AMSTERDAM (Reuters) - A Dutch court granted a reprieve on Tuesday to the chestnut tree that comforted Anne Frank as she hid from the Nazis, ruling in favor of conservationists who want to stop it being felled.
Judge J. Bade said city officials should look into ways to save the 150-year-old tree and not proceed with plans to chop it down on Wednesday despite their fears it could topple over as a fungal disease has spread through most of the trunk.
The Tree Foundation, a group of tree conservationists, had sought the injunction against the felling, saying independent stability tests indicated the 27-tonne chestnut was still safe.
The Tree Foundation’s Edwin Koot welcomed the decision: “The worldwide attention for this tree shows how important this tree of Anne Frank is,” he told Reuters.
The Amsterdam council was swamped with messages of protest from around the world after it ordered the felling last week when tests on the trunk showed that about three-quarters of the chestnut is diseased and it could fall in a storm.
Judge Bade, whose first name was not given by the court, visited the tree himself on Tuesday before making his ruling. He said he was not convinced it posed an imminent threat.
He said city officials, the tree’s owner, the Anne Frank museum and conservationists should meet to discuss the tree and come to a decision on its future within 10 weeks.
The Tree Foundation presented the court with plans to support the tree by attaching it to the Anne Frank museum with steel cables, which it said would cost only a few thousand euros and could prolong the life of the chestnut by decades.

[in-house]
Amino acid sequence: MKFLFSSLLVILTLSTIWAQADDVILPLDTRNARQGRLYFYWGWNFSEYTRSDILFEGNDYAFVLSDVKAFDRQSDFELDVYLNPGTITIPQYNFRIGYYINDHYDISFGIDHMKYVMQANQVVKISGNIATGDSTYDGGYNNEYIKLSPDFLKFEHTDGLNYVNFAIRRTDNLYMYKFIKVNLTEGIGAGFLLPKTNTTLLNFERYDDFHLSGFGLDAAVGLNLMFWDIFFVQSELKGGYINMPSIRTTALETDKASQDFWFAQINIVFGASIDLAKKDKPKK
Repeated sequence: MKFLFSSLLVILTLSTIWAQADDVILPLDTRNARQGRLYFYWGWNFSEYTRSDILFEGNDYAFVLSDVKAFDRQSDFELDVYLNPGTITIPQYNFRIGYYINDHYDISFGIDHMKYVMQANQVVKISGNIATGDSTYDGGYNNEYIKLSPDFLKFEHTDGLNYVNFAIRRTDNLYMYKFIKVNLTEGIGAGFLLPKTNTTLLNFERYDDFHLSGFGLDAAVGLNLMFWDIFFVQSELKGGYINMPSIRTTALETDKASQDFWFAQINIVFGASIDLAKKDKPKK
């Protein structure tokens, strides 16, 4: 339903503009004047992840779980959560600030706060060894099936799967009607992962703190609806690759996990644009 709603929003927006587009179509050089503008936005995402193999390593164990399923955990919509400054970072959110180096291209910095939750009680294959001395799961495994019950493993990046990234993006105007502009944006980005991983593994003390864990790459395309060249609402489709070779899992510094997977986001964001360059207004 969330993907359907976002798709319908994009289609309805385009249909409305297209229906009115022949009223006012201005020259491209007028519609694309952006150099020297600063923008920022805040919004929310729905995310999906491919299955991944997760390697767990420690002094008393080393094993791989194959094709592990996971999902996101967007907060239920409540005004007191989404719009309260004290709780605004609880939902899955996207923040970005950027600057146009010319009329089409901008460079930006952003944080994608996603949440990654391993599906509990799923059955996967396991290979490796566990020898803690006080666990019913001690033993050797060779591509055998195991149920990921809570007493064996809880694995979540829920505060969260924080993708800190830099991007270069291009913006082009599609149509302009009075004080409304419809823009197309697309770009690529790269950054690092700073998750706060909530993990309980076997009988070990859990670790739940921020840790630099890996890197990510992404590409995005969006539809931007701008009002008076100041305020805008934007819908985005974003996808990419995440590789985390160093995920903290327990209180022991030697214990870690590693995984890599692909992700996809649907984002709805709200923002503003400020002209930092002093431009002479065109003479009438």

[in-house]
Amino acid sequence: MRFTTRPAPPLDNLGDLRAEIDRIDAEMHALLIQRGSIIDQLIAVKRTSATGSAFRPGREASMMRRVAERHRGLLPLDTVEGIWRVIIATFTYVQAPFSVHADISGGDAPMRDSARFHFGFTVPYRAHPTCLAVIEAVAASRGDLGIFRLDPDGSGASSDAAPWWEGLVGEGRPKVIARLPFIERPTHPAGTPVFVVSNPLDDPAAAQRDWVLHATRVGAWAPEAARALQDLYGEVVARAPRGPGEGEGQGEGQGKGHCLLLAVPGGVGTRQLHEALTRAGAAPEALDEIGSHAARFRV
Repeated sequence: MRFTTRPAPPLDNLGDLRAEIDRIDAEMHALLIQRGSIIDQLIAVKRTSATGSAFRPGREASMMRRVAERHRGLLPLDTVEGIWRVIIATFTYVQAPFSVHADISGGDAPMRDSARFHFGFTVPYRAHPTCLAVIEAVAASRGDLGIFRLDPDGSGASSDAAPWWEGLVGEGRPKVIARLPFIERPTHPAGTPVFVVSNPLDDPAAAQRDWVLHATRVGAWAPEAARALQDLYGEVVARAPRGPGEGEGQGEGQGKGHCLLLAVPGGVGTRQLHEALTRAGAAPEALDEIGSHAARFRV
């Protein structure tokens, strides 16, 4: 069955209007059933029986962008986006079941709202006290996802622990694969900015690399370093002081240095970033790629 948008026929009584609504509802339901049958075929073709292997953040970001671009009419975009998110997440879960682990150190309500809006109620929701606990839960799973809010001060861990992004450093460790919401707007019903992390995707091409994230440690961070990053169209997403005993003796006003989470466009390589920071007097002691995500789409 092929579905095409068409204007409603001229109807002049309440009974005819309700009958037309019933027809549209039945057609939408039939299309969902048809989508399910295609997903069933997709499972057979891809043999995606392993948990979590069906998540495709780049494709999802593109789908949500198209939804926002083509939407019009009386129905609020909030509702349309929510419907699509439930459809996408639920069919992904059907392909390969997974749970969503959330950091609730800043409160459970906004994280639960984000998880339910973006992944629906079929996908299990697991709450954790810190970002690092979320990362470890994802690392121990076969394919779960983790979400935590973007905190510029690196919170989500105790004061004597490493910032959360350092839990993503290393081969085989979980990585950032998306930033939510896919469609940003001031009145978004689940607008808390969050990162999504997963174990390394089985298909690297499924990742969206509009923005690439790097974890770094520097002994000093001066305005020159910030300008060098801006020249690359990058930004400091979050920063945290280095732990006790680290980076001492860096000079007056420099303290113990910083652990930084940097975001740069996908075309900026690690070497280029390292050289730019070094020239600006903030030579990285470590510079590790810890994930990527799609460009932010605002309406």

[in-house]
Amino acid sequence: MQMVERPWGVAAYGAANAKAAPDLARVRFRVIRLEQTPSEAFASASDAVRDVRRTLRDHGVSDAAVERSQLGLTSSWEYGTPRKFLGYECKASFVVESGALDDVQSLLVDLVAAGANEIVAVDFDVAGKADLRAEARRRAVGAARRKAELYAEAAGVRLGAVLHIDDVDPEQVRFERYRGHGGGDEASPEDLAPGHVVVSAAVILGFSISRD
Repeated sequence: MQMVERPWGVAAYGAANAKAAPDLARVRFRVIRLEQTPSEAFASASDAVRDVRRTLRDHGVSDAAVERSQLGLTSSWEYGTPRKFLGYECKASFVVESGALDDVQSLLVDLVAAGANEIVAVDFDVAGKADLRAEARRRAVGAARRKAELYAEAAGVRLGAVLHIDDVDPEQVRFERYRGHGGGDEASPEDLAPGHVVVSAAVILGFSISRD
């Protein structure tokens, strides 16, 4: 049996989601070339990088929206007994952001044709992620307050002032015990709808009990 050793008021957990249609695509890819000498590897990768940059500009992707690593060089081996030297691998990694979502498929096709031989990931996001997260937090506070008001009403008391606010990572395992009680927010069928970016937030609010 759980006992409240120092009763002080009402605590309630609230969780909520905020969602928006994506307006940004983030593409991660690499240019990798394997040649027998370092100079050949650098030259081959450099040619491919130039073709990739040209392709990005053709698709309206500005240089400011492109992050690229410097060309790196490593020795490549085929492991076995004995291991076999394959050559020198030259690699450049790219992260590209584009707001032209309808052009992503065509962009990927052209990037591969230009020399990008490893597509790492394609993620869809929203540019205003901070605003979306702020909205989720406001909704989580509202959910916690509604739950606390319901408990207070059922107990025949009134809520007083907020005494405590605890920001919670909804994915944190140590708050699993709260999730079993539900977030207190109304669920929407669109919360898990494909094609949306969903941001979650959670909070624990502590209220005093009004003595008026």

But Hans Westra, director of the Anne Frank foundation, said he was worried the tree could still fall into the museum, which draws almost one million visitors a year, and said he would rather it was cut down and replaced with a graft of the original.
“This tree is so sick and dying that it is a threat to buildings and people working there. I prefer living trees,” he told journalists outside the court.
“If we have a young sapling, in 10 years there will be a tree 10 meters high. It will be a child of the Anne Frank tree.”
The tree stands in a walled courtyard behind the canalside warehouse where Anne Frank and her family hid from the Nazis until 1944. The young girl often gazed at the tree from the stuffy secret annex, mentioning it several times in her diary.
“Our chestnut tree is in full blossom. It is covered with leaves and is even more beautiful than last year,” she wrote, three months before being betrayed and arrested in August 1944.
The Frankfurt-born Jewish teenager spent two years in hiding with seven others in the annex above her father’s warehouse, its entrance concealed behind a movable bookcase.
Anne and her sister Margot died of typhus in Bergen-Belsen concentration camp in March 1945, just a few weeks before it was liberated. Her diary became one of the world’s most widely read books after publication in 1947.
Editing by Tim Pearce